In mid 2020 the US Food and Drug Administration sent seven warning letters to companies marketing supplements aimed at helping consumers recover from or prevent hangovers. At the time FDA reiterated the position that a hangover is essentially a medical condition, and making any claim about addressing it is a disease claim, which de facto makes such a product an unapproved drug.
“Dietary supplements that claim to cure, treat, mitigate or prevent hangovers could potentially harm consumers, especially young adults,” said Steven Tave, then head of FDA’s Office of Dietary Supplement Programs. “Consumers may get the false impression that using these products can prevent or mitigate health problems caused by excessive drinking. Dietary supplements are not a substitute for responsibly limiting one’s alcohol consumption.”
FDA has taken a consistent line on the inherent dangers of alcohol consumption, and that marketers who offer consumers ways to feel well after having had one too many are treading on dangerous ground. That was the underpinning of the Agency’s move to take caffeinated alcoholic beverages off the market in 2011. The products combined alcohol with high dosages of caffeine. FDA claimed that the caffeine’s stimulating effects might lead consumers to misjudge how intoxicated they actually were.
Hangover cures keep coming
But despite these and other FDA moves, the hangover cures keep coming. Most of these products claim that their formulas of vitamins, minerals and other ingredients replace nutrients that are depleted during alcohol consumption, thus shortening hangovers and damping down symptoms.
A German company called CDM Medical LLC (which also goes by the name Biotake GmbH) takes this a step further. The company has churned out more than 20 press releases in the past few months relating to the launch in the United States of its Alcovit product. The formula reportedly combines antioxidants and vitamins with zeolite clinoptilolite, a powdered mineral ingredient claimed to have absorptive properties. The company claims this can actually prevent some of the alcohol consumed from reaching the blood stream, pointing to a pilot study done in 2015 on 12 healthy drinkers.
Attorney: Proliferation of products comes as no surprise
The fact that these products still proliferate in the market despite FDA frowning in their direction comes as no surprise, said Ivan Wasserman, a partner in the law firm Amin Talati Wasserman. While the Agency has taken the stance that a hangover is a disease condition, others aren’t so sure and are willing to risk a warning letter.
“There are many examples of claims and ingredients that are prevalent in the marketplace despite FDA having taken a position, expressed in Warning Letters, speeches, or elsewhere , that they are unlawful. In that regard, supplements marketed to prevent hangovers are not unique,” Wasserman told NutraIngredients-USA.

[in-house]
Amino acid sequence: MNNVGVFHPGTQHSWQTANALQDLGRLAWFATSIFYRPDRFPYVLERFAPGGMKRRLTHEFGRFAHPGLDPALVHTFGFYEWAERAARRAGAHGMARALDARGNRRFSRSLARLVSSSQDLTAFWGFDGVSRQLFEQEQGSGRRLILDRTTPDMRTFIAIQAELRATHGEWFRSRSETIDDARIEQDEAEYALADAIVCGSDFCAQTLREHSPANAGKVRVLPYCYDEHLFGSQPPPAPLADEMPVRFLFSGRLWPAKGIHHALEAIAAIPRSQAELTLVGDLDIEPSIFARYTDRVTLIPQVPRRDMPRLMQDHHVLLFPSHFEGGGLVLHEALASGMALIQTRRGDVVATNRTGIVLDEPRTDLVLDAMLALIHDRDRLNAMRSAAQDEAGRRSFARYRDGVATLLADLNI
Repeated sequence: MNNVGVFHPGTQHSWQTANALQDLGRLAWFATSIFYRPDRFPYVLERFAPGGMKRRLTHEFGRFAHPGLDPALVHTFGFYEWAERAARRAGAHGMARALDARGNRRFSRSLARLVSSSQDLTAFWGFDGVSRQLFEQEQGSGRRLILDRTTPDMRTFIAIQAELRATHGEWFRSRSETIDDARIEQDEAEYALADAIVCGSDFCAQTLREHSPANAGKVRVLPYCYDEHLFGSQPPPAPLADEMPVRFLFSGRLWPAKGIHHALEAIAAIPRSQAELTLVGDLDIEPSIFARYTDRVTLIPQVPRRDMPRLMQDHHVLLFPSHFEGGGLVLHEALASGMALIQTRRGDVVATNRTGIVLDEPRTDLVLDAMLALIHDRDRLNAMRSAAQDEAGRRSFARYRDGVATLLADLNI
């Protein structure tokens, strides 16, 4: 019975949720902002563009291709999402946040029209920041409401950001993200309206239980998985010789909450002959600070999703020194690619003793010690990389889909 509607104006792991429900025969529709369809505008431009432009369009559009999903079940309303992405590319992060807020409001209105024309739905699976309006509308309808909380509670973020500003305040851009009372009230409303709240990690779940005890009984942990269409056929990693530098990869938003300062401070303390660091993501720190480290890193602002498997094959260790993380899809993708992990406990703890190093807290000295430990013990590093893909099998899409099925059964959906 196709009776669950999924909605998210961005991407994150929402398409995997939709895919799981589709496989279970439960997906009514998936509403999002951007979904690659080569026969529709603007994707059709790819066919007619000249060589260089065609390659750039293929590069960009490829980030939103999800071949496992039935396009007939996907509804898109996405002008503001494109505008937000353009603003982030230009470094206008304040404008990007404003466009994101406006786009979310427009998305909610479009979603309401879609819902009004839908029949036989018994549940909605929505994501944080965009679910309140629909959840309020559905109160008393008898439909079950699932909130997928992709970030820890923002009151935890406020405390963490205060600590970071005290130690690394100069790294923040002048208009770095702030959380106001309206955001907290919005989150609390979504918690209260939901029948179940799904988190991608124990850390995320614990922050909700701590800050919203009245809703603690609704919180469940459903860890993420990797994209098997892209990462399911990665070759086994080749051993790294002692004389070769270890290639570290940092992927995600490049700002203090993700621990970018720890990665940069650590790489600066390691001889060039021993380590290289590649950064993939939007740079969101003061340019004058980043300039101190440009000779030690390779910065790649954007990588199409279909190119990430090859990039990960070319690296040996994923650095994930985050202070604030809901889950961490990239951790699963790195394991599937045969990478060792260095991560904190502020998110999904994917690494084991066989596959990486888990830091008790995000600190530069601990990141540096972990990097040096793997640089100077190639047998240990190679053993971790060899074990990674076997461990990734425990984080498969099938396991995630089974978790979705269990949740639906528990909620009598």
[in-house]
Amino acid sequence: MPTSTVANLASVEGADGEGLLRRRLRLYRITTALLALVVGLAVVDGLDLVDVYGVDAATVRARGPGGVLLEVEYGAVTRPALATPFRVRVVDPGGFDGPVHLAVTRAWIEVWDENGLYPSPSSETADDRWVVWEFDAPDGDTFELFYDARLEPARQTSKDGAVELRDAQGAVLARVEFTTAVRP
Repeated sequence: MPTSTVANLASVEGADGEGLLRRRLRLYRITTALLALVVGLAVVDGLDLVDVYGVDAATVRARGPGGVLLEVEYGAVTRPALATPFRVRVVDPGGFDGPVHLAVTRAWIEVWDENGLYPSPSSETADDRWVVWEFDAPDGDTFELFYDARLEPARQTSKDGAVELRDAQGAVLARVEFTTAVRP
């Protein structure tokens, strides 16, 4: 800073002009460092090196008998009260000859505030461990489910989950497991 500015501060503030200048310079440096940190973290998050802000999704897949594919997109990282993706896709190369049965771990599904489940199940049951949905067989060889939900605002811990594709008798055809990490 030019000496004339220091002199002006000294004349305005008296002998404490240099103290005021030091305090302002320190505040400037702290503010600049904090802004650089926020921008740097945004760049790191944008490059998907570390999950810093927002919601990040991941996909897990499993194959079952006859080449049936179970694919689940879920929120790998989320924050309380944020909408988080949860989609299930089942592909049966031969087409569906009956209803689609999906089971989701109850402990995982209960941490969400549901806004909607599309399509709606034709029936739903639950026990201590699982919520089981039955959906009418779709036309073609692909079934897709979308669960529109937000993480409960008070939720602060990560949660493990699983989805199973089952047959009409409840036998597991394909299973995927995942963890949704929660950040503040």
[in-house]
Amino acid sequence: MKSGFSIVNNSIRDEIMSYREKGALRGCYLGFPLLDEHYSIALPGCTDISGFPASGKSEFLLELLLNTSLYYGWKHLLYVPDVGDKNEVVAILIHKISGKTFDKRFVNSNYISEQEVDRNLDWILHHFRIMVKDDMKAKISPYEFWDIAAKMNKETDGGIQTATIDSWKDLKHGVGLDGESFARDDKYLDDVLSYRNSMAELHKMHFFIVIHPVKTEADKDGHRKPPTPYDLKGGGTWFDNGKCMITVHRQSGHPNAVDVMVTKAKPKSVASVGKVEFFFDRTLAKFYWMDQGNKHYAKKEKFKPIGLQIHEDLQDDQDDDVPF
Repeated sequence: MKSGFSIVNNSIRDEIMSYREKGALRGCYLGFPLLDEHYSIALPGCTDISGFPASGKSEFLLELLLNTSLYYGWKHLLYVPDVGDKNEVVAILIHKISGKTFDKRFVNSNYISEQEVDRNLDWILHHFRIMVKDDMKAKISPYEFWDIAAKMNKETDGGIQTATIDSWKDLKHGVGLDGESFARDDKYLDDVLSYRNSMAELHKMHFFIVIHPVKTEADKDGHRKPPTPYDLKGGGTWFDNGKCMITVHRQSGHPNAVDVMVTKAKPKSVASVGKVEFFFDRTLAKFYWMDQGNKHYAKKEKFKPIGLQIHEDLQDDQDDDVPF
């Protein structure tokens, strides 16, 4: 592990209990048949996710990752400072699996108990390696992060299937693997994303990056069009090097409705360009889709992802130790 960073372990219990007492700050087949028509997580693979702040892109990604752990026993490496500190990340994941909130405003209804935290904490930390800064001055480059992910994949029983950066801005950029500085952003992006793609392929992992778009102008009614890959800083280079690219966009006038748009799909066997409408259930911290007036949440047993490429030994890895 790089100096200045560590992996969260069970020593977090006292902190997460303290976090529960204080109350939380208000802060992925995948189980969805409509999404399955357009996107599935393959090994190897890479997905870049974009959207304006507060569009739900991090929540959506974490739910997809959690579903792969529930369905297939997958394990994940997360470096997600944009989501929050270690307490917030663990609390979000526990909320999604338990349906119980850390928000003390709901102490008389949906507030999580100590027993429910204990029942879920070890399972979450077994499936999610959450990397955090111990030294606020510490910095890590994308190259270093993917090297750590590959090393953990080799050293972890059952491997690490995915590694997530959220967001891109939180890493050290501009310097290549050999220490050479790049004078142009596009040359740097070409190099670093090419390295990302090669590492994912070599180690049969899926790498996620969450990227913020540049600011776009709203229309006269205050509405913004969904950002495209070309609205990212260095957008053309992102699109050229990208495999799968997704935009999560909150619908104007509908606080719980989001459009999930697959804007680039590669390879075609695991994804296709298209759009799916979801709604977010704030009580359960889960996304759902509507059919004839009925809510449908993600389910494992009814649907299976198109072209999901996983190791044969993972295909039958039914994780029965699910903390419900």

“What makes hangover preventing supplements somewhat unique, and different from Covid-19 preventing supplements for example, is that consumers do not consider hangovers to be a ‘disease,' and reasonable minds can differ with the FDA’s interpretation of DSHEA with respect to such claims. Between that, and the many ways to discuss a supplement’s science-backed ability to impact the effects of alcohol consumption, some companies may have the confidence to party even though they may have to deal with a headache in the morning,” he added.
Growing market, attractive demographic drives new launches, consultant says
Consultant Steve Hanson, principal in the firm Nutrasocial, said the growing market is key to the attraction of this category for marketers.
"Anytime a health condition impacts a significant number of people, it's very likely that you're going to see a supplement addressing it. According to Euromonitor, it estimates the number of hangovers per year in the United States at 2.6 billion so it is a sizable addressable market. Many of these products address rehydration and energy and are available as drinks, powders to mix into solution or as tablets or capsules,” he said.
Hanson said another attraction is that the consumer demographic in this category skews younger than the average supplement user, meaning new products might have less competition. The whole category has a bit of a ‘get rich quick’ feel about it, he said.
“Oftentimes products making claims inferring or stating 'hangover cure' are pushing the envelope in terms of acceptable language. Individuals with industry experience know those type of claims are quick to get a company into trouble. Also, I think many hangover supplements are focused on increasing energy or detoxification and don't have significant supporting science specific to hangovers. This lack of substantiation makes them an easy target,” he said.
"The industry has seen its share of hangover supplements enter and exit the market due to FDA scrutiny. It seems to be one of those health conditions that draws companies looking to generate quick revenues and do it in a not so 'industry acceptable' way. Fortunately, the industry has grown up and is starting to self police some of these bad actors,” Hanson added.